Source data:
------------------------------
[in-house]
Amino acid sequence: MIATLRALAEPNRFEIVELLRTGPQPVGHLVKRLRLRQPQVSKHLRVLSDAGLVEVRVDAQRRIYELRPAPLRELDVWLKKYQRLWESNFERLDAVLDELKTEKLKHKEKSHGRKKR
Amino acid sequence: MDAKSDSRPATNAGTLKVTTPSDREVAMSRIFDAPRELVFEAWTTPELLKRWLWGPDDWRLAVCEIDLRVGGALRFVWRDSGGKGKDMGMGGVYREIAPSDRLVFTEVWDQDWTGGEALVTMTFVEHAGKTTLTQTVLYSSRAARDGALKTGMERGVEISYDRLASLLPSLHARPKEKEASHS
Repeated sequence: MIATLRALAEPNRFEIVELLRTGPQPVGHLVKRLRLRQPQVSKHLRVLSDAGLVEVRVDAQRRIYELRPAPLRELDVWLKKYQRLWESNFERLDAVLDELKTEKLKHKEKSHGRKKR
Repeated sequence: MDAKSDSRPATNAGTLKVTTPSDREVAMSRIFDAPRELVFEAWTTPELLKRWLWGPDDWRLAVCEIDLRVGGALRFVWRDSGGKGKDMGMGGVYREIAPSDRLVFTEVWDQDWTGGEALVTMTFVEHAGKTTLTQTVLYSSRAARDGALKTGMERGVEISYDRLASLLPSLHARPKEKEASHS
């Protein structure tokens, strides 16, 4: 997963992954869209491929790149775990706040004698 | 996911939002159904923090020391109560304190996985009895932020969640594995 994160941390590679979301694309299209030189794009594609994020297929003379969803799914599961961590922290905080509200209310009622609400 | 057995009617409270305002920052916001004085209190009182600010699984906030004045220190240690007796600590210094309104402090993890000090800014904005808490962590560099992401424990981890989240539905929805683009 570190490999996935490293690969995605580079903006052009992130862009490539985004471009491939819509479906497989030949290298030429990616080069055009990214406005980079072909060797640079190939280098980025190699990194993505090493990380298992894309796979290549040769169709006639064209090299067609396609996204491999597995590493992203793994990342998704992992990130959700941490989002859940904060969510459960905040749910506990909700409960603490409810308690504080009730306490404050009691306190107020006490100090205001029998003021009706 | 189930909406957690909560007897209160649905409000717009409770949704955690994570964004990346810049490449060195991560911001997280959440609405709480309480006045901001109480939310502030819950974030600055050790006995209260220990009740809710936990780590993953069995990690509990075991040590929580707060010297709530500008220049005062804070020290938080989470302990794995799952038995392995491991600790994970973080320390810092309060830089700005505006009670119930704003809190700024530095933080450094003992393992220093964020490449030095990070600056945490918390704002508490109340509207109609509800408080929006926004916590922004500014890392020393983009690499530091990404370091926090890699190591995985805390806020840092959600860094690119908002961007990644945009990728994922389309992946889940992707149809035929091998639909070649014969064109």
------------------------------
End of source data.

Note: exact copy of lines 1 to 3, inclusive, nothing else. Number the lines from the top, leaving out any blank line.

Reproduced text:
[in-house]
Amino acid sequence: MIATLRALAEPNRFEIVELLRTGPQPVGHLVKRLRLRQPQVSKHLRVLSDAGLVEVRVDAQRRIYELRPAPLRELDVWLKKYQRLWESNFERLDAVLDELKTEKLKHKEKSHGRKKR
Amino acid sequence: MDAKSDSRPATNAGTLKVTTPSDREVAMSRIFDAPRELVFEAWTTPELLKRWLWGPDDWRLAVCEIDLRVGGALRFVWRDSGGKGKDMGMGGVYREIAPSDRLVFTEVWDQDWTGGEALVTMTFVEHAGKTTLTQTVLYSSRAARDGALKTGMERGVEISYDRLASLLPSLHARPKEKEASHS